Nothing in Sofia Coppola’s first film, the arch and pretentious “The Virgin Suicides,” could prepare you for the dreamy, loose-limbed joy of “Lost in Translation,” a lovely, loopy modern-day “Brief Encounter” that has the wisdom not to push too hard or linger too long.
Bill Murray has his best role in years–perhaps his best starring part ever–as Bob Harris, a dour, middle-aged American movie star who finds himself in Tokyo to do a series of lucrative whisky commercials. A basically amiable, though condescending fellow who’s a bit depressed about his life–his occasional contacts with his wife by fax and phone exhibit some obvious tension–Bob tries his best to get by in an environment he doesn’t understand, though it’s not always easy (a sequence in which he shoots a TV commercial, communicating with the demanding director through an interpreter, is a droll delight). Charlotte (Scarlett Johansson), a young American woman staying in the same luxury hotel, catches his eye. She’s there with her husband John (Giovanni Ribisi), a celebrity photographer whose job often leaves her alone, and it becomes clear that she’s a semi-lost soul of a different sort–a young wife whose marriage isn’t quite what she expected and who doesn’t know how to put her abilities to good use. The two don’t connect for quite a while, but eventually they strike up an acquaintance and spend more and more time together. It’s hardly a romance, however–they merely enjoy one another’s company as an escape from the solitude they find themselves in, and even when they share a bed, it’s merely to watch television comfortably. The suspenseful aspect of the relationship, in fact, is whether it will progress beyond the platonic and slip into something like an affair.
Most of the incidental touches in “Lost in Translation” are right on. Coppola and cinematographer Lance Accord give the picture a slightly off-kilter, almost hallucinatory quality that suggests the characters, who have trouble sleeping, are caught in a perpetual case of jet lag. (For Murray, of course, it requires the same sort of dazed, only vaguely comprehending quality he brought to another of his best parts, in “Groundhog Day.”) The Tokyo locations are used to excellent effect, especially in the outside nighttime sequences. And while Ribisi can’t do much with the underwritten husband, Anna Faris is strong and funny as a one of his clients, a blissfully ignorant actress.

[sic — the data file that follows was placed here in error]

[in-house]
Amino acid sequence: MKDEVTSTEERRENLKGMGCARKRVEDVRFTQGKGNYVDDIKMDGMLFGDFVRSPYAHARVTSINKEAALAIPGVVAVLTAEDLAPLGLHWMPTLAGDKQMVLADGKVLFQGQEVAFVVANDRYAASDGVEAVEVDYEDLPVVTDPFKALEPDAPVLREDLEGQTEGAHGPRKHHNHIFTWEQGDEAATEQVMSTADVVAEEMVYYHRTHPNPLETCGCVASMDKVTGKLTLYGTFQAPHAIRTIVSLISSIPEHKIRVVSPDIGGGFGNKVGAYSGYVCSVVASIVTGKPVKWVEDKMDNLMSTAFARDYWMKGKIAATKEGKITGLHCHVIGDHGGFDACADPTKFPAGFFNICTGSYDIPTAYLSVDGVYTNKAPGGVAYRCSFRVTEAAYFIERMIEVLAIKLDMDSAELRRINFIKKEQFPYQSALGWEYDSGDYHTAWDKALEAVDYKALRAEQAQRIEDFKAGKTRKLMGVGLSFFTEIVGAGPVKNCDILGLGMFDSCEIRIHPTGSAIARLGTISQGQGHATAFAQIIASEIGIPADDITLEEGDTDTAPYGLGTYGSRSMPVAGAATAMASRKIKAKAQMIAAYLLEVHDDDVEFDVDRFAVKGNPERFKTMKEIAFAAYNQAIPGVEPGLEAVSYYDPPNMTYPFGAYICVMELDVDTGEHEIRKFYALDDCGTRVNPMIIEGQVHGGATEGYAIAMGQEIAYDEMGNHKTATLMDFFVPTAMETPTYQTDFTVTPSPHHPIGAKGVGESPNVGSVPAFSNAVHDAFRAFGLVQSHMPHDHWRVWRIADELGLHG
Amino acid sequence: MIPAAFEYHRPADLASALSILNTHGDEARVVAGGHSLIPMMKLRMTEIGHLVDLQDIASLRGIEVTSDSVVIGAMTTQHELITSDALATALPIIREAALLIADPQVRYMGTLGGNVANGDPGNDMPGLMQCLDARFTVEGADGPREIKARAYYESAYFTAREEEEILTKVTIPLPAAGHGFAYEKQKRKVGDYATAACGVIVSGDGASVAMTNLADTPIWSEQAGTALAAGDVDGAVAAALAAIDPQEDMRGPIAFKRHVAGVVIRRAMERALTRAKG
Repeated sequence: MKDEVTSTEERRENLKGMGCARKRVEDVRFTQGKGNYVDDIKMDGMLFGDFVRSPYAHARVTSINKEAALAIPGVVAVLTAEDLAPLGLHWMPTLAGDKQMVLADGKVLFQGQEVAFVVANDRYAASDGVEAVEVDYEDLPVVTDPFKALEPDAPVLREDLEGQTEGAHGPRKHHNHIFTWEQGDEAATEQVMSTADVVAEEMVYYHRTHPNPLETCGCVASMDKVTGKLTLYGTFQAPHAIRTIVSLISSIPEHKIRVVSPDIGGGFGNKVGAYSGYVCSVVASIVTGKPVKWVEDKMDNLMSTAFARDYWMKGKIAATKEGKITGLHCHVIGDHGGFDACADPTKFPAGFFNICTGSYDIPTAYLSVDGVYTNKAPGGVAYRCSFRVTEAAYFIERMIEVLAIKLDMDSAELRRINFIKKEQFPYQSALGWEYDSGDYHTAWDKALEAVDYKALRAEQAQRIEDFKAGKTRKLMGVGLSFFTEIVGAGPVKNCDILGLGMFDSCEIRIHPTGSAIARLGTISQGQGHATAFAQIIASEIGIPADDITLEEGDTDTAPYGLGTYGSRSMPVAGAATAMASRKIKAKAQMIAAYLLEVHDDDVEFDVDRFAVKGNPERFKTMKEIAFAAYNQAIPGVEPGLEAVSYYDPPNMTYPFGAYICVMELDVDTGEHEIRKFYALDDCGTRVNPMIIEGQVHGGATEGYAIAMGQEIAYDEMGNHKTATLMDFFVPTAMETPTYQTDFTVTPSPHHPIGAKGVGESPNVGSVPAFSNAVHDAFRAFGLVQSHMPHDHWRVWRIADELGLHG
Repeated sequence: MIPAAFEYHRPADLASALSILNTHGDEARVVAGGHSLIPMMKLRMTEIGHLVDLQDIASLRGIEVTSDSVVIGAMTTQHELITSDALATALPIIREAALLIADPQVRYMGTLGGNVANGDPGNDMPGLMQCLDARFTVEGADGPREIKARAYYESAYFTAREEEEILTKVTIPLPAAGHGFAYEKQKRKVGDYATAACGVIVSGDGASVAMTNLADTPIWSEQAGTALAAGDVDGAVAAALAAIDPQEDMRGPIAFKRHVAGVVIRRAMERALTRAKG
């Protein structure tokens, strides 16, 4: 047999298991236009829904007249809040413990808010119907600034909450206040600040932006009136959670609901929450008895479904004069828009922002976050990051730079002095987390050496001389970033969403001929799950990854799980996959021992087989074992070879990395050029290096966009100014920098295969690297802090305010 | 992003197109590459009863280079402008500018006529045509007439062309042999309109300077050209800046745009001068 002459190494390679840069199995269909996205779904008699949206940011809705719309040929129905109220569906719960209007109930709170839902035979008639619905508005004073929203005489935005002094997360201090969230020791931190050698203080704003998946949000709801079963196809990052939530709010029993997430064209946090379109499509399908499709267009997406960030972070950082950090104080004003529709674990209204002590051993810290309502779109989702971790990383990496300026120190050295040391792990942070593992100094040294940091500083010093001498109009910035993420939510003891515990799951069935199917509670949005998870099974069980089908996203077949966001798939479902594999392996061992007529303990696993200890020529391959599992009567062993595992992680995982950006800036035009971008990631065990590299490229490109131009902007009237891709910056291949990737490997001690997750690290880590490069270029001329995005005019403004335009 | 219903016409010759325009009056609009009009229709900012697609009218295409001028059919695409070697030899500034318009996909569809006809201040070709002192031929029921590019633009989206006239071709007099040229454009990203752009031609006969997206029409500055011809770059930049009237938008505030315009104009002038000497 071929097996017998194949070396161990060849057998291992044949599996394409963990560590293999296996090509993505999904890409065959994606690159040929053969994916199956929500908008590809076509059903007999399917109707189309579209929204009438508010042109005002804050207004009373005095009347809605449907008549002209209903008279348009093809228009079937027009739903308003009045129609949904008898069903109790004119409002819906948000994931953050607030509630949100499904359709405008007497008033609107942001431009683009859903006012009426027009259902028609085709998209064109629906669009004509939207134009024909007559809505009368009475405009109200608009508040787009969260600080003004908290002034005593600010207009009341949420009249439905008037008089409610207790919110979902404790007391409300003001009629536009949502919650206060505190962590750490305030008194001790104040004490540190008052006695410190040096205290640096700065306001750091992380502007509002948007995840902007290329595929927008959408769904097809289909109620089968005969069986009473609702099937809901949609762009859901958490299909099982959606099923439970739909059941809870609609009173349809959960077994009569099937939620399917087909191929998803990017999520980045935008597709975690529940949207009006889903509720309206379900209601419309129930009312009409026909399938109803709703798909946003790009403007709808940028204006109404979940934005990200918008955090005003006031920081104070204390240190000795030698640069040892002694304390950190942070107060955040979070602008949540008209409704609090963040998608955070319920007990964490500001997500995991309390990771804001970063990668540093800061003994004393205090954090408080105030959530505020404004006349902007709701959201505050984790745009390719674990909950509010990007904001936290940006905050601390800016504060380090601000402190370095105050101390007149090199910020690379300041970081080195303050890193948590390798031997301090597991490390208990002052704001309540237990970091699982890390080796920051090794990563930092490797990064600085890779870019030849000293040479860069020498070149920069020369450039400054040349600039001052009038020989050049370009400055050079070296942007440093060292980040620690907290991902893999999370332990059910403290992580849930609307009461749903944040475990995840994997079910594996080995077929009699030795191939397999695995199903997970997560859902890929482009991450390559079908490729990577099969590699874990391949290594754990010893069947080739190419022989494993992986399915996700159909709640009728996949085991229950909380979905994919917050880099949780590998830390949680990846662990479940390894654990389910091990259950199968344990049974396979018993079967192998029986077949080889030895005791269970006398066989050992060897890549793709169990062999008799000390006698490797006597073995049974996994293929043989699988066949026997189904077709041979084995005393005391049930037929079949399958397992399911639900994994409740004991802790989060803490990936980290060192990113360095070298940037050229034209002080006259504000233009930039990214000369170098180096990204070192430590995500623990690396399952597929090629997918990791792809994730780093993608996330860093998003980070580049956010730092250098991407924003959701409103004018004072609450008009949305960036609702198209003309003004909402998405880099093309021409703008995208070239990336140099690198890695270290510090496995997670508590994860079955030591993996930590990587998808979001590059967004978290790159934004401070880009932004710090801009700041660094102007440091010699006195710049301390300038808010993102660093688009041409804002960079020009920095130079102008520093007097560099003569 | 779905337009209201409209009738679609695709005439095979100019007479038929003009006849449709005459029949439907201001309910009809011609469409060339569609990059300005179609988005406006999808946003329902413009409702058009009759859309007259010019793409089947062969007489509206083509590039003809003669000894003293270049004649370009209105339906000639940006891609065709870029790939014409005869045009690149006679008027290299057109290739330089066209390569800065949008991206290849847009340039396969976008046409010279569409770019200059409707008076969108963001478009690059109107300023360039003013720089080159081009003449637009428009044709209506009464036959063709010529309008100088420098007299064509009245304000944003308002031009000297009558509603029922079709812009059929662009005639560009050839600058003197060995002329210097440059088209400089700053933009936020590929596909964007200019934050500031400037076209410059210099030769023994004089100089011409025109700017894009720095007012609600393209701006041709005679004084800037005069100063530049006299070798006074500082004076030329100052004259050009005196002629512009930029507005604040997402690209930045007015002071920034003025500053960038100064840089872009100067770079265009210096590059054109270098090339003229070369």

But it’s the interplay between Murray and Johansson that makes the film a treat. The actor, who’s employed his peculiarly droopy persona mostly in supporting roles in recent years, here has the opportunity to take center stage again, and makes a triumphant return. In his hands Harris is at once marvelously complex yet transparent, a perfect realization of the star beginning a downward slide into has-been status. (The only flaw is the script’s suggestion that Bob had been a big action-movie type, which hardly seems plausible.) He’s matched beautifully by Johansson; though Charlotte is a more opaque, unrealized character than Bob, the actress makes her at once sexy and sympathetic–it’s easily her subtlest work on screen to date. Both benefit from Coppola’s precise but unrushed approach, which affords them ample space to blossom while maintaining clear boundaries–a tightrope act she accomplishes with a rare maturity for a still-beginning filmmaker.
“Lost in Translation” will disappoint those who go to it looking for a knee-slapping laugh-fest in the old Murray mold. But in its understated, unforced fashion the film showcases his slyness and deadpan comic style as well as any of his previous efforts and far better than most. It’s great to be able to welcome him back to the top echelon of screen clowns again, especially in a film that, with its subdued yet skillfully amusing tone, calls on his ability to convey poignant regret as well as humorous dishevelment with equal success. This is a charming and touching picture, and a very nice surprise.